Roku (Nasdaq: ROKU) is a premier streaming hub whose stock has surged in recent years. It doesn’t have a problem selling its dongles at a loss, as its deals with smart-TV makers make it the default operating system in 38% of smart TVs shipping in the U.S.
Building its audience base is everything, and the pandemic has helped Roku’s audience grow faster. The 56.4 million active accounts that it had by the end of September were a 23% increase over the previous year.
Folks turn to Roku as a free hub to launch thousands of available streaming services, while Roku generates money through ads it shows them. Average revenue per user is up 49% over the past year. The streaming hours served by Roku have surged 75% over the past two years.
Roku is just scratching the surface when it comes to monetization. It has started securing original content, rewarding its growing base with shows and films they can’t get anywhere else.
There are risks here – such as Roku’s stock price, which despite recently being down 52% from its 52-week high, still has a forward price-to-earnings (P/E) ratio in the triple digits. But as long as Roku continues to be a leader in streaming-service companies, its future looks bright – and long-term investors might consider it for their portfolios. (The Motley Fool owns shares of and has recommended Roku.)
Ask the Fool
Q. Can you explain what mortgage “points” are? – S.H., Mobile, Alabama
A. A point is 1% of a home loan. So if you’re borrowing, say, $300,000 to buy a home, one point would be $3,000. You’re most likely to run across “discount points,” which are points you may choose to pay in order to lower your loan’s interest rate. Doing so will shrink the total interest you’ll pay over the life of the loan and reduce your monthly mortgage payment.
It’s often not worth paying points if you’re not likely to stay in the home for many years, or if you have an adjustable-rate (not fixed-rate) mortgage. If you pay, say, $6,000 in points to lower your rate but then sell the home three years later, you likely won’t have saved enough to offset that $6,000 cost. And points paid on adjustable-rate loans usually affect only the initial rate, saving you less in the long run. Points paid to reduce your interest rate are generally tax-deductible, but you can only deduct them during each year in which you would have paid that interest.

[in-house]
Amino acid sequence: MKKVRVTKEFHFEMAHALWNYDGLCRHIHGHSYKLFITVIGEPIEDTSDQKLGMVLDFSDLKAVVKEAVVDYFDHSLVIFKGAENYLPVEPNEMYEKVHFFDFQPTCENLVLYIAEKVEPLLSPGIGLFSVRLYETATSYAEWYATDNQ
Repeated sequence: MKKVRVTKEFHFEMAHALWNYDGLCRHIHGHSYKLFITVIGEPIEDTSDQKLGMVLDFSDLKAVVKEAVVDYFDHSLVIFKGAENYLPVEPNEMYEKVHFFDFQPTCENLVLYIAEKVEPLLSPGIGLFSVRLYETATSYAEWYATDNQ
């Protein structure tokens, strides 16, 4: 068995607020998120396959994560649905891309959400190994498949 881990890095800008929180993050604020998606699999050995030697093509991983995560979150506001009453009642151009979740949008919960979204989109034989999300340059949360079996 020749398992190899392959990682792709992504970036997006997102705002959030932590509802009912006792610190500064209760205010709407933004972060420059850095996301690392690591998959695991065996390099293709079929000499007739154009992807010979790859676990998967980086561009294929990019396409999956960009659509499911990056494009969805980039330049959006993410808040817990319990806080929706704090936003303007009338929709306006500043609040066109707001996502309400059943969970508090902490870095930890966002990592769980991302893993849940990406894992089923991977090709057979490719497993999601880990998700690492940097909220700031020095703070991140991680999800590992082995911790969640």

You may also run across “origination” points, which are fees charged by some (though not all) lenders for work done on your mortgage. They’re not tax-deductible.
Online calculators such as those at Fool.com/calculators/ can help you determine whether paying points is a smart move for you.
Q. Where can I find out what percentage of a company’s stock is owned by insiders? – F.E., Grafton, Vermont
A. Try asking the company itself by contacting its investor relations department. Or consult a financial website such as Finance.Yahoo.com, where you can look up information on the company, including its major holders.
My dumbest investment
Many years ago, I was not an investor, other than trying to pay for a small farm I had bought. My son called from college and said, “Dad, you need to buy some Lucent stock. You will make enough money that you can buy diamonds as big as horse turds.” The imagery appealed to me, so I did some cursory research and bought $1,000 worth of Lucent stock. It began to go down, so I bought $500 more; further down, I bought another $500 worth. I could have made four farm payments with that money. The diamond vision faded. Ultimately, I sold the shares. I’m still not much of an investor, but have bought a few stocks, researching them in depth before clicking “buy.” I’m doing OK. And my farm is paid off. – R., online
The Fool responds: Lucent was spun off from AT&T in 1996, becoming a stand-alone communications equipment company. At one point, it was among America’s most widely held stocks, and its price soared along with other tech companies. Amid general investor euphoria over a surging stock market, many didn’t notice Lucent’s deteriorating balance sheet and didn’t question costly acquisitions. The more you dig into a company before buying, the better – and it’s important to keep up with the progress of your holdings. Also, think twice before doubling down on a falling stock, as often stock prices fall for good reasons.
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